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‘Heruta Sukeruta (Helter Skelter)’

A beautiful but flawed film, much like its subject matter

by Mark Schilling

One of the signs of aging is that the sort of loud music you loved as a teenager now bores and irritates you, if it doesn’t drive you out of the room entirely. Movies can be the same way: Try as I may to channel my inner 15-year-old in the screening room, I sometimes mentally push the volume control to the left.

My main difficulty with Mika Ninagawa’s “Heruta Sukeruta (Helter Skelter),” though, is not just the over-amping of the eclectic soundtrack. Composer Koji Ueno’s slashing, thrusting avant-garde sounds, in fact, are more interesting (and given the film’s subject and style, more appropriate) than the usual tinkling piano score or saccharine J-pop.

It’s rather the sensory pounding that this dark satire on the local beauty and fame business delivers on every level, from the visual and aural to the narrative. This is of course Ninagawa’s trademark as a fashion and art photographer: She rarely uses a pale pink when a full-blooded red will do.

But what looks glam on the gallery wall begins to wear in the course of this two-hour-plus film, based on Kyoko Okazaki’s award-winning manga. Think Lady Gaga making a full-length feature in the same rhythm, style and pace, minute for minute, as one of her insanely busy (if wickedly entertaining) music videos. I’m already reaching for the aspirin bottle.

Ninagawa did something similar in her 2007 debut feature “Sakuran,”set in the rarified world of Edo-Period concubines. But the splashy flower arrangements and flashy kimonos were a refreshing change from tired jidai geki (period drama) visual cliches, even if they were total fictions for the film’s era. The film’s flamboyant old-is-new stylistics also connected its era to ours.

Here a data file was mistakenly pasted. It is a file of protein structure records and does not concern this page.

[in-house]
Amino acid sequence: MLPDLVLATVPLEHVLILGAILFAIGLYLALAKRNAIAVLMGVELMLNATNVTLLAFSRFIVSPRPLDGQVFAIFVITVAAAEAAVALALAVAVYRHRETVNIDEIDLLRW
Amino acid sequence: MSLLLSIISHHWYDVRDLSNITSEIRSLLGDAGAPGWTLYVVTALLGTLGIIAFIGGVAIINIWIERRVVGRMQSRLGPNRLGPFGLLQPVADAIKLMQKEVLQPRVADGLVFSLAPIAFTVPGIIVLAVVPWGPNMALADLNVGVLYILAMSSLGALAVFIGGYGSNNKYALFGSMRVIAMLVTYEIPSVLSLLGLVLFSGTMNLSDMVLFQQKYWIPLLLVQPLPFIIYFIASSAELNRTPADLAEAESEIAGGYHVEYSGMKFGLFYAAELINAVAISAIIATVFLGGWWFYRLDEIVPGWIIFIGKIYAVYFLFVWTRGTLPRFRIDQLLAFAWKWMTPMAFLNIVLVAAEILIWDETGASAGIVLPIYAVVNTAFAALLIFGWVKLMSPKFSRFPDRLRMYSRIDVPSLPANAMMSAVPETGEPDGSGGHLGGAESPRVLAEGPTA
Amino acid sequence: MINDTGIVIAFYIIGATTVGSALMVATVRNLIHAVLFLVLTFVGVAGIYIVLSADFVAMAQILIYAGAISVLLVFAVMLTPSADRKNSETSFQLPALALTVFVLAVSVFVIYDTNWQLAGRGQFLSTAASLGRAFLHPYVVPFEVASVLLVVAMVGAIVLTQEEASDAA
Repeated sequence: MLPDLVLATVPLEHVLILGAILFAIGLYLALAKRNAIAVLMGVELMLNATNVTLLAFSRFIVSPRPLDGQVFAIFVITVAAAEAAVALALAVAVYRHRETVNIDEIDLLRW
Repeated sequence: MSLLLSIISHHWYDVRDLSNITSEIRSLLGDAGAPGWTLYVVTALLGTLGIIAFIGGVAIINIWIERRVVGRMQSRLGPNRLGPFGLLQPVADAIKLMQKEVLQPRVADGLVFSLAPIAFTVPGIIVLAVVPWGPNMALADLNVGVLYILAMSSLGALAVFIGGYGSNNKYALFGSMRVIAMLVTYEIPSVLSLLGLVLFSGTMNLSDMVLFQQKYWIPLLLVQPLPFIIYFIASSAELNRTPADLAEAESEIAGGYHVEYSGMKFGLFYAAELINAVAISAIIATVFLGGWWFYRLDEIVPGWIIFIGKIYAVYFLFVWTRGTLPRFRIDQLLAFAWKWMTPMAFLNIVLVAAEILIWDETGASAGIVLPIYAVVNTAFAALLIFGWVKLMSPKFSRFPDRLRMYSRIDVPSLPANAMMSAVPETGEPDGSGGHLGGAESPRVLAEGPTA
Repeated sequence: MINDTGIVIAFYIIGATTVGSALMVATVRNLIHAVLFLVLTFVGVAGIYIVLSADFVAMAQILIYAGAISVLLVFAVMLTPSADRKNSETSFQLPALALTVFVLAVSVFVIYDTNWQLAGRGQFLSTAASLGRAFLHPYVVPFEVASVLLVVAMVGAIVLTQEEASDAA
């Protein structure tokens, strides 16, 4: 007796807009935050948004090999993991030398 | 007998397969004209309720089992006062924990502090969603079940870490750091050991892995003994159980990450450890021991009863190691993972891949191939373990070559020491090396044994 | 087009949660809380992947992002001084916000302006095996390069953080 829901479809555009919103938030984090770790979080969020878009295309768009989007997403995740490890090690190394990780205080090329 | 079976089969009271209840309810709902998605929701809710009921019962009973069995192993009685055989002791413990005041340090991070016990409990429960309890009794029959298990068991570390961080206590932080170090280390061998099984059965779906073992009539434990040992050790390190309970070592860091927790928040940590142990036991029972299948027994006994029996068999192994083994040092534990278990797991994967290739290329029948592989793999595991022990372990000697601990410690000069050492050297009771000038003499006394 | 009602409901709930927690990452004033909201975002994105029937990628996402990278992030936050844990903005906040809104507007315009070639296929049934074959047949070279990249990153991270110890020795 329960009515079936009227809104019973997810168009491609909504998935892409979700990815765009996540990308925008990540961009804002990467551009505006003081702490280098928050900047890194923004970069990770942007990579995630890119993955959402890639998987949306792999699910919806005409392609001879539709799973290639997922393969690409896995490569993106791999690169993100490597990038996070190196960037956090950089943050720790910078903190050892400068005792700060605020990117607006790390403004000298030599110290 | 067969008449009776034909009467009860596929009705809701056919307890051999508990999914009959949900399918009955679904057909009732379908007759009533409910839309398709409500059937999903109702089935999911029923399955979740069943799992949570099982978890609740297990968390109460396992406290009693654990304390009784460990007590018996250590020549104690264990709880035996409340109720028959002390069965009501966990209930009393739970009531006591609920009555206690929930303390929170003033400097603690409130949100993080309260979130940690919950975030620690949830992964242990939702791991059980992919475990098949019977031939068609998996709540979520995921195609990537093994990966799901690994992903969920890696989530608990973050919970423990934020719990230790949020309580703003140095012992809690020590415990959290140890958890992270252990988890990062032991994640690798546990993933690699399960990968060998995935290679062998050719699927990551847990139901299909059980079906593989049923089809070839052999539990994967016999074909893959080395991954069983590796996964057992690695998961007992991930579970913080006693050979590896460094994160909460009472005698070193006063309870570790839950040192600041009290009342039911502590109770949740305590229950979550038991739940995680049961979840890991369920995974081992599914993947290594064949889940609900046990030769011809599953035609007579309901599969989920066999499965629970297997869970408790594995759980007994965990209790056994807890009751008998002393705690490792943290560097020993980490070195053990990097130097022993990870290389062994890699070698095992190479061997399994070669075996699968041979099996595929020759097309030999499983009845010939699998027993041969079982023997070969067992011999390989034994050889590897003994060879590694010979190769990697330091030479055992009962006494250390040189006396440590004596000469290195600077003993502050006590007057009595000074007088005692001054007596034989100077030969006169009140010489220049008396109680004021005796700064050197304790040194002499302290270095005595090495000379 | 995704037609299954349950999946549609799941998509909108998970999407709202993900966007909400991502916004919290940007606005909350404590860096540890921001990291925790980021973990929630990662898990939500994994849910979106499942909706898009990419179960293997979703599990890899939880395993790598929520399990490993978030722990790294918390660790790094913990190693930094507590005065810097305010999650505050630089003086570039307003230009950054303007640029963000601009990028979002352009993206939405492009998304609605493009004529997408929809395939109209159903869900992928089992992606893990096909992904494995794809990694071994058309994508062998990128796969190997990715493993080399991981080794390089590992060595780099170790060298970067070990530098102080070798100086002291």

In “Helter Skelter,” though, we are squarely in the ever spotlit modern world of LiLiCo (Erika Sawajiri), a model and tarento (TV celeb) in her mid-twenties whose flawless doll-like features and curvy figure are in high demand. When she is not playing the pixy or vamp for the flashing cameras, in a dazzling array of frocks, she is tyrannizing those around her, beginning with her devoted and besotted manager (Shinobu Terajima), who admires a beauty that can never be hers, despite the overbearing narcissism of its possessor.

Or perhaps it can? For LiLiCo’s secret, known only to her understanding gay stylist (Hirofumi Arai) and brassy talent agency boss (Kaori Momoi), is that nearly everything about her is art rather than nature, beginning with the face, boobs and other vital parts supplied by a pricey, ethics-free plastic surgery clinic.

What happens from this point recalls such classics of decline-and-fall as “Citizen Kane” and “All About Eve” in size of ambition, if not brilliance of execution. Ninagawa has the grandiosity of Welles and the cynicism of Mankiewicz, minus their redeeming storytelling gifts. Instead, she pounds away from beginning to merciful end.

Exiled from the screen for nearly five years for the sin of dissing one of her own films at a ritualistic butai aisatsu (stage greeting), Sawajiri implicitly understands LiLiCo’s gut-wrenching descent from show business heaven. Also, as though to thumb her nose at the local media, which long cast her as the industry’s “bad girl,” she plays the LiLiCo the slut and diva to the self-parodying hilt. It is, as they say, the role she was born for.

What she can’t do is make her mostly monstrous character more than fleetingly human. There is no “Rosebud” scene that gives us a glimpse of LiLiCo’s younger, more vulnerable self. There’s also a lack of lines that make her sound smart and likable (such as Bette Davis’s “Fasten your seat belts, it’s going to be a bumpy night” in “Eve”), rather than defiantly egotistic — or piteously despairing.

As a razor-sharp dissection of what has been called the beauty trap — the crazy-making pressures on young women to maintain impossible standards of physical perfection — “Helter Skelter” has its value, however. Instead of drawing a PC contrast between innocent victims and evil exploiters, the film implicates everyone, from teenage fans excitedly chewing over scraps of gossip to LiLiCo opting for more dubious treatments when her surgeries start to go horribly wrong.

Also, the supporting cast is filled with folks who have starred in other films and give precisely pointed character performances in this one — including Kiko Mizuhara as LiLiCo’s jaded younger rival (think an un-worshipful Eve) and Nao Omori as the dour detective who investigates the clinic — and comments philosophically on the action and actors. “LiLiCo wa heruta sukeruta” (LiLiCo is helter skelter), he intones at one point.

And it’s true also of this film, at least to my still throbbing middle-aged head.